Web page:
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Learning by Reinforcement – Crawling Robot

Auf einen Blick

The little Crawling Robot poles through the laboratory. Its first movements are chubby and clumsy. According of the principle of “Reinforcement Learning” the little fellow should learn to walk. Like a little child it tries out. Successfully it optimizes its walk through trial and error. The movements become quickly more elegant and defined, the little thing gets sure-footed. Only that, the little chap is not of flesh and blood, but has little metallic arms and rubber cap on its lanky legs.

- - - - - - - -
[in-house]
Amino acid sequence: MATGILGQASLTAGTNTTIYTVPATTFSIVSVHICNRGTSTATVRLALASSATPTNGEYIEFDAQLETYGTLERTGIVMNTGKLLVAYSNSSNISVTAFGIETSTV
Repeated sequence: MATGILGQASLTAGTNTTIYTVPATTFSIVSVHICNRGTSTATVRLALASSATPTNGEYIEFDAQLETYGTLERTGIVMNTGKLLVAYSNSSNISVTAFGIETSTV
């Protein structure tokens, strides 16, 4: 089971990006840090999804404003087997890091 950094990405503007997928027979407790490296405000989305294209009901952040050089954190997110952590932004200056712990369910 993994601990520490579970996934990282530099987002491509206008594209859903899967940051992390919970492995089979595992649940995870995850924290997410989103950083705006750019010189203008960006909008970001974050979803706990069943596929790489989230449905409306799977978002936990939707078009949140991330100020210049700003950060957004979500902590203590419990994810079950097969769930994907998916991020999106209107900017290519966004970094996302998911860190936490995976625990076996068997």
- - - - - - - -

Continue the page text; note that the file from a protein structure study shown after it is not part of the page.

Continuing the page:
The robot developments of Prof. Ertel at the Institute for Artificial Intelligence at the University of Applied Sciences of Ravensburg-Weingarten are called “Krabbler” (crawler) and “Spinne” (spider). They function on the principle of try out and optimize their features step by step in such a way that they even learn elusive movement patterns. The little crawler learns its movement patterns in about 20 seconds, the spider with its four arms and eight joints needs about five to ten minutes. Such adaptive robots are even able to learn how to balance a serving tray without dropping any dishes, which would a huge task for the conventional programming methods. In the future, computer must not only process a quantity of numbers but also should be a help for the human in their daily life. The task of artificial intelligence is rather to sort waste, to iron laundry or to just get that black cable there in the corner.

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